Martin Luther University, Halle-Wittenberg
Music theatre as an application for mobile devices and interactive performance
Based on compositions for music theatre by the young Portuguese composer Manuel Durão (*1987 in Lisbon, living in Leipzig) I want to discuss new forms of music theatre apart the traditional opera or theatre stage and also apart the concert podium, which was the place for instrumental theatre and similar forms from the second half of the twentieth century. This research focusses on the questions of musical composition practices, performance and reception but also deals with the relationship between music and image and technical aspects, too.
There arise questions to be answered how the younger audience can be reached by the visual, auditory, performative and interactive aspects of music theatre. The music theatre Opus magnus by Manuel Durão (Libretto by Daniel Schmidt, Video by Nicola Piccini) uses parallels to everyday live as strategies. Opus magnus is first a piece appearing and functioning as a smartphone app, where the auditory aspects are in main focus. There are videos, texts both spoken and to be read and áudio files. The spectator/user can experience the piece at anytime and anywhere, as a whole, in parts, repeating it, segmenting it and putting it together in another order.
But the app was transformed into live music theatre too, when it was performed in two separate versions: First as a part of an interactive theatre piece, where the audience had to design their own piece by researching a mystery story based on the topic of the panama papers. This event was performed at the Podium Festival Esslingen in 2016, directed by Jeffrey Döring. Here the music by Manuel Durão was only a small part of the whole piece. The audience, divided in groups had to investigate the plot by searching tips and arguments about a fictive business company and its strategies. The music provided a soundscape and at the end it was presented as a part of the result of the investigations. For the second time in Leipzig 2017, the music was more in the foreground and was presented with some film sequences produced by Nicola Piccini.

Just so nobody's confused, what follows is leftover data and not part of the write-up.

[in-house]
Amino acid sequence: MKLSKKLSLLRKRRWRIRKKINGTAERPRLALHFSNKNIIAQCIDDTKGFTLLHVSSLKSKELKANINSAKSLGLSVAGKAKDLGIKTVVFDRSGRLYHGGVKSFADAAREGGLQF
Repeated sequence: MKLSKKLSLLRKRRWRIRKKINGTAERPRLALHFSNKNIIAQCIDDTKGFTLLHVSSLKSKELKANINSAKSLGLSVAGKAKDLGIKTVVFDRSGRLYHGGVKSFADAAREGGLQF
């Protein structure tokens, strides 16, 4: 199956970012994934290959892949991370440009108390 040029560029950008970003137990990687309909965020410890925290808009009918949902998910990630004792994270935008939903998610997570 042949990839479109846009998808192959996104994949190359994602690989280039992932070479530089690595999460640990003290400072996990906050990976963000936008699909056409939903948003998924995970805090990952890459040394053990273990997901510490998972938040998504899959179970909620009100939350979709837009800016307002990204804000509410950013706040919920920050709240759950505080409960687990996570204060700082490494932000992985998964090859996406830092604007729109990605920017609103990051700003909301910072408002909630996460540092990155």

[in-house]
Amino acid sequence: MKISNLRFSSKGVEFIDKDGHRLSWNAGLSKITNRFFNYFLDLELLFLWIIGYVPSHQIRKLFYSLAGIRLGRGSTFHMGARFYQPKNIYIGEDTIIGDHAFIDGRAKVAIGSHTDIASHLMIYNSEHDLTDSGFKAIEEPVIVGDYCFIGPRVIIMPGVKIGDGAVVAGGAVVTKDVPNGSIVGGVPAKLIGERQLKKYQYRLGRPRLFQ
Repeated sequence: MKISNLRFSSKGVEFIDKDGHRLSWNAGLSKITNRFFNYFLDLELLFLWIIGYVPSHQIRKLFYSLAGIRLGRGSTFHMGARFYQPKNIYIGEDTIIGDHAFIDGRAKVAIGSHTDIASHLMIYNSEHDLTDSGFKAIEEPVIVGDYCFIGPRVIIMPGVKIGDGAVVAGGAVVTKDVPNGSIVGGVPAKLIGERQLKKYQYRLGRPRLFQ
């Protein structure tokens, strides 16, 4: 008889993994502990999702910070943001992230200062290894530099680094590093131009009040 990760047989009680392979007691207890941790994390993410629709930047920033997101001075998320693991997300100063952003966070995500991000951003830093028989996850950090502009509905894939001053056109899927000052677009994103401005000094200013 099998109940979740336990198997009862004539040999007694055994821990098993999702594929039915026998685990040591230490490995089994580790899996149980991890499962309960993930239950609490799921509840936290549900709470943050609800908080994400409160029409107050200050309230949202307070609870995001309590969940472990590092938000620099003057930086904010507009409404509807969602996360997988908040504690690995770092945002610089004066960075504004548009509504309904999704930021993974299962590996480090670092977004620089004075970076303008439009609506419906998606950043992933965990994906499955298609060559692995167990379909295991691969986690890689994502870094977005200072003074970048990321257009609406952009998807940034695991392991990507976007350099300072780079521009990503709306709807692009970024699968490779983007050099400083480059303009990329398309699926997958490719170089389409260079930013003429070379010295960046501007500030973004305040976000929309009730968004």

Based on this example there has to be asked: What kind of music is part of this theatre? Does the music reflect the music preferences of younger people too? How do music, text and video, and app-character interact in this music theatre? Which traditions of music theatre does the music reflect and how the technical conditions of an app are affecting the compositions techniques, the sound and the interpretation of the music? The lines between interpreter/singer/actor and composer/librettist/video artist and spectator/user are blurring: what about the reception of such music theatre and new definitions of the creator, the interpreter and the spectator?
Keywords: music theatre as app; interactive music theatre
Dr. Katrin Stöck studied musicology and theatre sciences as well as German literature at the Universities of Halle-Wittenberg and Leipzig. She was working as scientific research assistant for musicology at the University of Leipzig from 2012 to 2017, now she is working as a scientific research assistant at the University of Halle. 2013–2015 she was researching at CESEM/Lisbon, still being a member of its working group „Teoria crítica e comunicação“. Her doctoral thesis about Music Theatre in the GDR appeared (in German) in 2013 at Böhlau- Verlag. 1999–2012 she participated in the revision of the Riemann-Musiklexikon (Mainz 2012). She is leading courses and lectureships, organising conferences (International GfM-Conference Leipzig 2008, Int. Congress of Luther research, Wittenberg 2017), and is working as a freelance dramatic advisor. She is specialised in music theatre of 20th and 21st centuries, musical life during the dictatorships (GDR and Portugal), theory of music theatre.